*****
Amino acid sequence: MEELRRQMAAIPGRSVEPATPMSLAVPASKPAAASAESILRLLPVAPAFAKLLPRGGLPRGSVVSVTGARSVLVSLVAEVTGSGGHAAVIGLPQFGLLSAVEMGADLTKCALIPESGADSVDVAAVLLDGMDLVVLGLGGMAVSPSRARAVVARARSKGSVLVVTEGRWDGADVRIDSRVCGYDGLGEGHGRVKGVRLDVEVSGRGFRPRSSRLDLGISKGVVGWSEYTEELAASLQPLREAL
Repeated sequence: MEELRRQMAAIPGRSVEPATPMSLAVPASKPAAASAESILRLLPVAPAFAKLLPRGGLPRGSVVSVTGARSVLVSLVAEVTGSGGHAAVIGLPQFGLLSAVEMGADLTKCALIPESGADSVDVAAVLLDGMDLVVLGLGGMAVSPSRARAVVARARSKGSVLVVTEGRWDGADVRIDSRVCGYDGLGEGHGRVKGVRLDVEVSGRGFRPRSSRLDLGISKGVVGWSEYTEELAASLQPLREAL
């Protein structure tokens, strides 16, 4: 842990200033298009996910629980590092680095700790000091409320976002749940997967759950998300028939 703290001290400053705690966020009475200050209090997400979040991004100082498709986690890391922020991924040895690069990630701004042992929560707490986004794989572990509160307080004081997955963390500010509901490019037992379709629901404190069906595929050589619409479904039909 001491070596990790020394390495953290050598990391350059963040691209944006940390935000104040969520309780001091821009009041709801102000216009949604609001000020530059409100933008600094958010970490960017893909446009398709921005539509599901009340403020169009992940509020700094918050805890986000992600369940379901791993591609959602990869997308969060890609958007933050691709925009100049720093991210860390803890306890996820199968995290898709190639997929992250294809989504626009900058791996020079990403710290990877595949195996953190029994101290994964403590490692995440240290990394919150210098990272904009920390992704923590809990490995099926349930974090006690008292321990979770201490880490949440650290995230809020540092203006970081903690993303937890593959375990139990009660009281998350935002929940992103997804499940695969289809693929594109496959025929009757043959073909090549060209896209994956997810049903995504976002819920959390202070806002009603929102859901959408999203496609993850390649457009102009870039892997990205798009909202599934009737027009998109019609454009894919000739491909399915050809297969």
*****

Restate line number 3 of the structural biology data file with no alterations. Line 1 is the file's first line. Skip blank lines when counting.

């Protein structure tokens, strides 16, 4: 842990200033298009996910629980590092680095700790000091409320976002749940997967759950998300028939 703290001290400053705690966020009475200050209090997400979040991004100082498709986690890391922020991924040895690069990630701004042992929560707490986004794989572990509160307080004081997955963390500010509901490019037992379709629901404190069906595929050589619409479904039909 001491070596990790020394390495953290050598990391350059963040691209944006940390935000104040969520309780001091821009009041709801102000216009949604609001000020530059409100933008600094958010970490960017893909446009398709921005539509599901009340403020169009992940509020700094918050805890986000992600369940379901791993591609959602990869997308969060890609958007933050691709925009100049720093991210860390803890306890996820199968995290898709190639997929992250294809989504626009900058791996020079990403710290990877595949195996953190029994101290994964403590490692995440240290990394919150210098990272904009920390992704923590809990490995099926349930974090006690008292321990979770201490880490949440650290995230809020540092203006970081903690993303937890593959375990139990009660009281998350935002929940992103997804499940695969289809693929594109496959025929009757043959073909090549060209896209994956997810049903995504976002819920959390202070806002009603929102859901959408999203496609993850390649457009102009870039892997990205798009909202599934009737027009998109019609454009894919000739491909399915050809297969």